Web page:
The early adopters who rushed to outfit their fleets — Delta, American Airlines, and Virgin America — now find themselves stuck with painfully slow bandwidth as a result of outdated technology that's unable to keep up with growing consumer demand. Airlines late to adopt inflight Wi-Fi likely find themselves hesitant to commit to an expensive upgrade that may or may not outdate itself in a few short years.

Price tag progress

One thing that hasn’t been slow to progress is the price. In 2008, a GoGo Wi-Fi connection on Virgin America would cost $12.95. Today, that same connection — warts and all — will cost you $34.95. Consumers grumble, but still pay, leaving little incentive for companies to improve upon the service itself.

In a recent Condé Nast Traveler article, GoGo CEO Michael Small explained the ideology, “The whole purpose of the higher price is to keep people off the system. As we sit here with capacity scarce, we need to price high for simple supply and demand.”

“We haven’t found [the hardcore frequent flier business traveler’s] limit yet. They will pay anything and they would almost rather pay a higher price to keep the riff-raff off so they have all the bandwidth to themselves.” Small told Fortune magazine. The goal? To provide the best service possible with the outdated technology available to the heavy users who will pay anything to stay connected.

Even attempts by some airlines to make the world of inflight Wi-Fi seem more consumer-friendly are peppered with price tags. Jet Blue offers free Fly-Fi internet service that is touted as the “fastest” and doesn’t restrict high-bandwidth streaming services like Netflix. The rub here is that the “free” access only applies to users who want to check email and send iMessages. If you’re looking to take advantage of the airlines streaming capabilities or even simply a more full internet experience, you’ll have to pay an additional $9 an hour. A pricey expenditure for a cross-country flight.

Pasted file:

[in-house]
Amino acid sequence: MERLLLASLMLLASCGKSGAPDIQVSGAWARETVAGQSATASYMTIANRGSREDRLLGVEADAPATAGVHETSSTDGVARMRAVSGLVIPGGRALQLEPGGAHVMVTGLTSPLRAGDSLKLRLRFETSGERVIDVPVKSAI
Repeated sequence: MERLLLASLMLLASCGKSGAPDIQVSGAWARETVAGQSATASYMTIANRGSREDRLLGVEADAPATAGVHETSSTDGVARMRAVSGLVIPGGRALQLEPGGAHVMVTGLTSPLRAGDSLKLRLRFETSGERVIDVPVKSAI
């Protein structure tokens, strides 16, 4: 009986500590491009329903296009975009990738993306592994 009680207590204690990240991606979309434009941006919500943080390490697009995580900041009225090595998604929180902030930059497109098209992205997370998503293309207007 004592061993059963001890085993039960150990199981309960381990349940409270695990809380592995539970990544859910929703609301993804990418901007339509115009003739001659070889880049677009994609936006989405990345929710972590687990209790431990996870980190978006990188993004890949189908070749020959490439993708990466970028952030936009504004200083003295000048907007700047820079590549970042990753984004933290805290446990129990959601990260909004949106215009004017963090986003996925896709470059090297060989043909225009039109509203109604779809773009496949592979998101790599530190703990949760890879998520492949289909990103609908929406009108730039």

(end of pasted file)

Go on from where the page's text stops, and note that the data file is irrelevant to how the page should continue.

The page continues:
The riff-raff.

Consumers share a portion of the blame too. By continuing to “consume” regardless of the cost, there is little incentive for airlines and inflight internet providers to hustle to adapt to consumer needs. Americans on average spend 11 hours a day interacting with electronic media, despite studies that show that the time we spend interacting with technology can negatively impact our physical and mental health, despite the benefits associated with disconnecting from technology and work, and despite the sheer amount of money we spend annually on technology. And with sites like and, both of which search for flights based on customer service ratings and amenities provided, there is little evidence that we're going to cut back on our devotion to Twitter, Facebook, and texting anytime soon. But really, would it be so bad to simply sit back, unplug, and enjoy the flight?